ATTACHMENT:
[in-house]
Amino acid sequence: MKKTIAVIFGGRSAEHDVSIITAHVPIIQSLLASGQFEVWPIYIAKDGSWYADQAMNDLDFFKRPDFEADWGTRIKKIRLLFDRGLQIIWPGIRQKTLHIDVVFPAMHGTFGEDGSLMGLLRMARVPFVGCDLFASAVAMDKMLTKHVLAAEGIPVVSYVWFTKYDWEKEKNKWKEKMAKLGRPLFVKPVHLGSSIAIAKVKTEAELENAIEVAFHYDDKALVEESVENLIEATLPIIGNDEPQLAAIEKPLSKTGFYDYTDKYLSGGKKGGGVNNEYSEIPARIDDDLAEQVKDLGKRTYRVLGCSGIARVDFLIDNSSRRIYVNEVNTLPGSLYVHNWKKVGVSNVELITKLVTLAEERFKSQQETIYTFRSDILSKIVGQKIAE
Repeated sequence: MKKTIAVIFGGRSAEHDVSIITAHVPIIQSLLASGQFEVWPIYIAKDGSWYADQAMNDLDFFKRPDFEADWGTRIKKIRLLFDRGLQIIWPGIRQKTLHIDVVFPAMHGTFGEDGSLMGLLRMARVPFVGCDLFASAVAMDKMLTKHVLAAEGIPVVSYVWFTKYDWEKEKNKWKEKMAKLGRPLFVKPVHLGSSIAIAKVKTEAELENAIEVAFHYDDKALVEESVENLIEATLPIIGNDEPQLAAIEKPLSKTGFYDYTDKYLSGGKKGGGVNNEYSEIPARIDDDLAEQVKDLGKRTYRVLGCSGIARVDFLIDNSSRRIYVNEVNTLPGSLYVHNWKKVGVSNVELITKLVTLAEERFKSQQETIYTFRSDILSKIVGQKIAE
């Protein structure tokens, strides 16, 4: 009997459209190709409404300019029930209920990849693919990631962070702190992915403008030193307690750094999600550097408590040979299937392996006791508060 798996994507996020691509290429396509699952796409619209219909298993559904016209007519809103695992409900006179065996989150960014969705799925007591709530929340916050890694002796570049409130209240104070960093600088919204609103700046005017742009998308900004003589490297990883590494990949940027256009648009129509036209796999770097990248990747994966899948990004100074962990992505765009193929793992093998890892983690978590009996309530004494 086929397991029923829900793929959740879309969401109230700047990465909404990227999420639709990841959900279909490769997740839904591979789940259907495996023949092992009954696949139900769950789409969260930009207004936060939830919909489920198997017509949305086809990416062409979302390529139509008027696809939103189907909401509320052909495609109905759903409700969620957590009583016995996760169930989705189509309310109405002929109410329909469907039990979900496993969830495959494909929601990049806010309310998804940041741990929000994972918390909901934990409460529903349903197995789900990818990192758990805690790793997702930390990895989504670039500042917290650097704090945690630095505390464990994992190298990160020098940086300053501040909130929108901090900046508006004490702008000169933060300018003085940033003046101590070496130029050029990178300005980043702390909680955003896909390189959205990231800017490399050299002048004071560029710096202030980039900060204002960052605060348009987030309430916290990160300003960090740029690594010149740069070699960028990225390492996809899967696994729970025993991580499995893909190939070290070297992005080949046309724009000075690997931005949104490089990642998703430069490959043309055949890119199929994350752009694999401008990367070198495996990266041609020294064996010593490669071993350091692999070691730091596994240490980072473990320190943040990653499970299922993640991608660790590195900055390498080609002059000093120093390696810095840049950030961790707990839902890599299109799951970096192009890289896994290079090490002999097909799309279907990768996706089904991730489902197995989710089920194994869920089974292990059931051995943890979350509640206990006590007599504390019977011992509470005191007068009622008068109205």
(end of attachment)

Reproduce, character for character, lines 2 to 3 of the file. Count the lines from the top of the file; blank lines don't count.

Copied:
Amino acid sequence: MKKTIAVIFGGRSAEHDVSIITAHVPIIQSLLASGQFEVWPIYIAKDGSWYADQAMNDLDFFKRPDFEADWGTRIKKIRLLFDRGLQIIWPGIRQKTLHIDVVFPAMHGTFGEDGSLMGLLRMARVPFVGCDLFASAVAMDKMLTKHVLAAEGIPVVSYVWFTKYDWEKEKNKWKEKMAKLGRPLFVKPVHLGSSIAIAKVKTEAELENAIEVAFHYDDKALVEESVENLIEATLPIIGNDEPQLAAIEKPLSKTGFYDYTDKYLSGGKKGGGVNNEYSEIPARIDDDLAEQVKDLGKRTYRVLGCSGIARVDFLIDNSSRRIYVNEVNTLPGSLYVHNWKKVGVSNVELITKLVTLAEERFKSQQETIYTFRSDILSKIVGQKIAE
Repeated sequence: MKKTIAVIFGGRSAEHDVSIITAHVPIIQSLLASGQFEVWPIYIAKDGSWYADQAMNDLDFFKRPDFEADWGTRIKKIRLLFDRGLQIIWPGIRQKTLHIDVVFPAMHGTFGEDGSLMGLLRMARVPFVGCDLFASAVAMDKMLTKHVLAAEGIPVVSYVWFTKYDWEKEKNKWKEKMAKLGRPLFVKPVHLGSSIAIAKVKTEAELENAIEVAFHYDDKALVEESVENLIEATLPIIGNDEPQLAAIEKPLSKTGFYDYTDKYLSGGKKGGGVNNEYSEIPARIDDDLAEQVKDLGKRTYRVLGCSGIARVDFLIDNSSRRIYVNEVNTLPGSLYVHNWKKVGVSNVELITKLVTLAEERFKSQQETIYTFRSDILSKIVGQKIAE